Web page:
Georgian economy started to slow down since the last quarter of 2012 and GDP registered 1.7 % growth in the first three quarters of 2013. Post-election policy uncertainty and weak budget execution encouraged a wait-and-see behavior among businesses and consumers and impacted growth. However there were no adverse developments on monetary and exchange rate policies and domestic and external sustainability were maintained to facilitate quick recovery in 2014.
The World Bank expects Georgia to have 6.3 percent economic growth in 2014. The estimate was published in the Bank’s Global Economic Prospects 2014, which reads that the prognosis for economic growth in Georgia in 2014 is 6.3 percent. The expectation for 2015 is also 6.3 percent and 6.5 percent for 2016. In 2013, Georgia’s economic growth was 2.5 percent.
Georgia achieved robust economic growth between 2003-2012, averaging 6.1 percent annually following structural reforms that stimulated capital inflows and investment. The reforms helped improve the business environment, strengthened public finances, upgraded infrastructure facilities and liberalized trade. Growth was also supported by increased foreign direct investments (FDI) and was driven by capital accumulation and sound use of excess capacity rather than by net job creation, with productivity gains concentrated mainly in the non-tradables sectors. GDP per capita increased from $920 in 2003 to $3,500 in 2012 (in current prices).
Unemployment remains the most significant public policy challenge in Georgia. The capital-intensive nature of Georgia’s robust growth performance was reflected in relatively high unemployment, which remained in the 12-13 percent range even during the pre-crisis boom. Unemployment peaked during the crisis to 17 percent in 2010 and then fell to 15 percent in 2012. With economic transformation in Georgia, some of the older sectors and industries died, shedding their labor force. New industries grew during the same period but have not been able to absorb the workforce as effectively and overall labor demand remains weak while skills mismatches persist. The majority of the work force – more than 55 percent – is employed in agriculture (mostly self-employed), which contributes only 8.2 percent of GDP and is characterized by family-based subsistence farming.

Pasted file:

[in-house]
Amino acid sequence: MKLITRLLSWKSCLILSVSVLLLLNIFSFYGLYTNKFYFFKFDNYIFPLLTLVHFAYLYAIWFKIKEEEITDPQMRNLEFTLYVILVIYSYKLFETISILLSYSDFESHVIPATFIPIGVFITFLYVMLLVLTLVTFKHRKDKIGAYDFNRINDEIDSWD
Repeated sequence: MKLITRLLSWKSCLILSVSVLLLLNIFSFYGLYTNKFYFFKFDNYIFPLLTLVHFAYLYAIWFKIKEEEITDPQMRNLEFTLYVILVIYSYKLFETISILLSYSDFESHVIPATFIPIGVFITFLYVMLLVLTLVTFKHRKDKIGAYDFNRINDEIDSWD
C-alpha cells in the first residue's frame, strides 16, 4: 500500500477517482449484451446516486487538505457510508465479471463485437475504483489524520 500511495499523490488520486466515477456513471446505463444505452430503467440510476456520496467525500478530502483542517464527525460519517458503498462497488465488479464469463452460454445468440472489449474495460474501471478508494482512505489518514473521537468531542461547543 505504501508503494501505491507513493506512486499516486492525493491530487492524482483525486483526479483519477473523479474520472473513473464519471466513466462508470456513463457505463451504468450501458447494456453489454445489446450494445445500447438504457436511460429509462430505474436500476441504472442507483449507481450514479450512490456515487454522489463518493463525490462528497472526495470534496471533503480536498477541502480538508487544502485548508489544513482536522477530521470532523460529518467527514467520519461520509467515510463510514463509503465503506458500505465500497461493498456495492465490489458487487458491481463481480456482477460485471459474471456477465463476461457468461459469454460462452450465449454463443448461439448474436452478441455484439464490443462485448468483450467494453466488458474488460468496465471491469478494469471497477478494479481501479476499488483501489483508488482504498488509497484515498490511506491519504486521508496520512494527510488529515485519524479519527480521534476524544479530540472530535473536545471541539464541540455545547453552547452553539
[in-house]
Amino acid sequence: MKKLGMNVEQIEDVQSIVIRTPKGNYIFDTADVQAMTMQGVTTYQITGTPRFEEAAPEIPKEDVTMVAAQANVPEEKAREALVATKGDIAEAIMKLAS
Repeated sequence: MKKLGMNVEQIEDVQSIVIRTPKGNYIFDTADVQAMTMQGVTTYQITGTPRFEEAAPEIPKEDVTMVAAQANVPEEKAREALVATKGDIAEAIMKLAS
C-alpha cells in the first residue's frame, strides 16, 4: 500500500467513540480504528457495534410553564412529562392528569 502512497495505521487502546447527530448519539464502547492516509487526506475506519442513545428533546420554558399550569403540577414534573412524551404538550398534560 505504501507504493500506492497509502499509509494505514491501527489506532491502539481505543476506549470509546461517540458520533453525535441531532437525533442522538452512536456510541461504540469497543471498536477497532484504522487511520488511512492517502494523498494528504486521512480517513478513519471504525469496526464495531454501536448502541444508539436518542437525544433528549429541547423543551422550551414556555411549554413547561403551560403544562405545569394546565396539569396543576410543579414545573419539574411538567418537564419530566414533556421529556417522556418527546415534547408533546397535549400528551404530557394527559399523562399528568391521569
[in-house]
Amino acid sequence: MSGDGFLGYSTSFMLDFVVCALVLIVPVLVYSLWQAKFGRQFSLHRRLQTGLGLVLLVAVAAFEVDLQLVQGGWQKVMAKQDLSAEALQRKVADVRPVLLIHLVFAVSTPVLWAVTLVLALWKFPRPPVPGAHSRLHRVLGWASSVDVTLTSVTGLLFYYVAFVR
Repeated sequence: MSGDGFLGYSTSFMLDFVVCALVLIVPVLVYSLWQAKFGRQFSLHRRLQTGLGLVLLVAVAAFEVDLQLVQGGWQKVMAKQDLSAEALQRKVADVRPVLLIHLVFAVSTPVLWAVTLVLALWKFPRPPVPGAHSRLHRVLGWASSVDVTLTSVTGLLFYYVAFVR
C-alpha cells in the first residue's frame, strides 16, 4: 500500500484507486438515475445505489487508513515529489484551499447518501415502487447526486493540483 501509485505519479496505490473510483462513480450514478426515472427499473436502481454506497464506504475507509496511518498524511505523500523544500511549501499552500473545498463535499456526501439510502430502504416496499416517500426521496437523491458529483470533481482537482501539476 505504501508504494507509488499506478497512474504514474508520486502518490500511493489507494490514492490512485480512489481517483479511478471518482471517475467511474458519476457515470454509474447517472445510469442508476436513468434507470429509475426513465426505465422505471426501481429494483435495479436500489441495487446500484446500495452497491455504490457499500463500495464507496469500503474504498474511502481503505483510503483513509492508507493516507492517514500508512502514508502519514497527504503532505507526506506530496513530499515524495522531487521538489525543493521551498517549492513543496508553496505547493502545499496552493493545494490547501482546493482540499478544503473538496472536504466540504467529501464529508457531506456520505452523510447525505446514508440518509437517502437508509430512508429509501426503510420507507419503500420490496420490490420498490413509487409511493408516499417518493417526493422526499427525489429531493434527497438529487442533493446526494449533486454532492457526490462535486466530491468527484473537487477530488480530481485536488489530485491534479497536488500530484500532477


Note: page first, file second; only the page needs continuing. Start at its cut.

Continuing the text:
While there was a slight decline in agriculture, growth has been broad based, and was led by manufacturing (especially mineral products, food processing, and alcohol/ beverages) and construction (driven mainly by sustained high levels of public investment). The growth in services was supported by an expansion in transit (particularly to and from Armenia, Azerbaijan, and Central Asia), financial intermediation, hotels and restaurants, transport, and communications. In addition, the Government’s efforts to promote Georgia as a tourist destination helped raise tourism revenues by 56 percent in 2012.
Located on the shortest route between Europe and Asia, Georgia’s transport system is a key link in the historic “Silk Road.” The Government’s commitment to rehabilitating main, secondary and local road networks has intensified in response to the global economic down-turn, as road rehabilitation will improve access to markets and services, and create short-term employment through civil works.
Georgia has a developed, stable and reliable energy sector but efforts are required to improve the efficiency in domestic energy use. The most promising source of additional energy generation is hydropower and the Government is focused on securing private investments for construction of new hydropower stations. Currently, only 12 % of Georgia’s hydropower potential is being utilized.
The Government has launched several regional development initiatives in recent years to improve local infrastructure and is also trying to promote sustainable tourism in promising regions.
In November 2013, Georgia initialed the Association Agreement including DCFTA (Deep and Comprehensive Free Trade Agreement) with the European Union at the Vilnius summit, further cementing its west-ward leaning political, economic and foreign policy.
The World Bank’s Country Partnership Strategy (CPS) with Georgia for FY2014 – 2017 is currently under preparation and is scheduled for Board discussion in April, 2014. The current portfolio of operations in the country consists of seven active investment projects financed by IDA credits/IBRD loans of US$540 million.
The World Bank has been a leading development partner of Georgia since 1992 with total commitments of US$ 2 billion for the lending program underpinned by strong analytical and advisory services.